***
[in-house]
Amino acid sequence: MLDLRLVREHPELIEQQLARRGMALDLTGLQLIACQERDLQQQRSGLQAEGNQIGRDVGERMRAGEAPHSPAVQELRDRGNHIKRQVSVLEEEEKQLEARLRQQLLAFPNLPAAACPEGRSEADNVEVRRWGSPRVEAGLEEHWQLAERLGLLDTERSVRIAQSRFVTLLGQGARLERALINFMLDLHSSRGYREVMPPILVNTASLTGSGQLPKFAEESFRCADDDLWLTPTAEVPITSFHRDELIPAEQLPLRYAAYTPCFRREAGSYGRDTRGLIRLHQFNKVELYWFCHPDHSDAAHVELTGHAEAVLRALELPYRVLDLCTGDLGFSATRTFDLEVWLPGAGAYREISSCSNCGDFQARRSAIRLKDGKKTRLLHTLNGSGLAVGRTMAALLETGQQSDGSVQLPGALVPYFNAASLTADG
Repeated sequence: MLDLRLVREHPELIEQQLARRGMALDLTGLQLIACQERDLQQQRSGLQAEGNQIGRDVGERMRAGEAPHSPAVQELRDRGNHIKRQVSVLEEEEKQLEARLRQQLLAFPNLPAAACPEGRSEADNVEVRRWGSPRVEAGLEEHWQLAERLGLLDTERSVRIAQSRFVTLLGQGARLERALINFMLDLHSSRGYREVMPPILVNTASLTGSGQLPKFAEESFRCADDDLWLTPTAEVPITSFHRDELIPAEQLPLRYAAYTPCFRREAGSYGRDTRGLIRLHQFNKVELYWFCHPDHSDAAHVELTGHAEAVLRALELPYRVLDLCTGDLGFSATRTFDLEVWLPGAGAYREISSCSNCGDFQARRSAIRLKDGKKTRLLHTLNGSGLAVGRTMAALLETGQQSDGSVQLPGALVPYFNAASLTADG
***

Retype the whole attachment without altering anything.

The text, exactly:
[in-house]
Amino acid sequence: MLDLRLVREHPELIEQQLARRGMALDLTGLQLIACQERDLQQQRSGLQAEGNQIGRDVGERMRAGEAPHSPAVQELRDRGNHIKRQVSVLEEEEKQLEARLRQQLLAFPNLPAAACPEGRSEADNVEVRRWGSPRVEAGLEEHWQLAERLGLLDTERSVRIAQSRFVTLLGQGARLERALINFMLDLHSSRGYREVMPPILVNTASLTGSGQLPKFAEESFRCADDDLWLTPTAEVPITSFHRDELIPAEQLPLRYAAYTPCFRREAGSYGRDTRGLIRLHQFNKVELYWFCHPDHSDAAHVELTGHAEAVLRALELPYRVLDLCTGDLGFSATRTFDLEVWLPGAGAYREISSCSNCGDFQARRSAIRLKDGKKTRLLHTLNGSGLAVGRTMAALLETGQQSDGSVQLPGALVPYFNAASLTADG
Repeated sequence: MLDLRLVREHPELIEQQLARRGMALDLTGLQLIACQERDLQQQRSGLQAEGNQIGRDVGERMRAGEAPHSPAVQELRDRGNHIKRQVSVLEEEEKQLEARLRQQLLAFPNLPAAACPEGRSEADNVEVRRWGSPRVEAGLEEHWQLAERLGLLDTERSVRIAQSRFVTLLGQGARLERALINFMLDLHSSRGYREVMPPILVNTASLTGSGQLPKFAEESFRCADDDLWLTPTAEVPITSFHRDELIPAEQLPLRYAAYTPCFRREAGSYGRDTRGLIRLHQFNKVELYWFCHPDHSDAAHVELTGHAEAVLRALELPYRVLDLCTGDLGFSATRTFDLEVWLPGAGAYREISSCSNCGDFQARRSAIRLKDGKKTRLLHTLNGSGLAVGRTMAALLETGQQSDGSVQLPGALVPYFNAASLTADG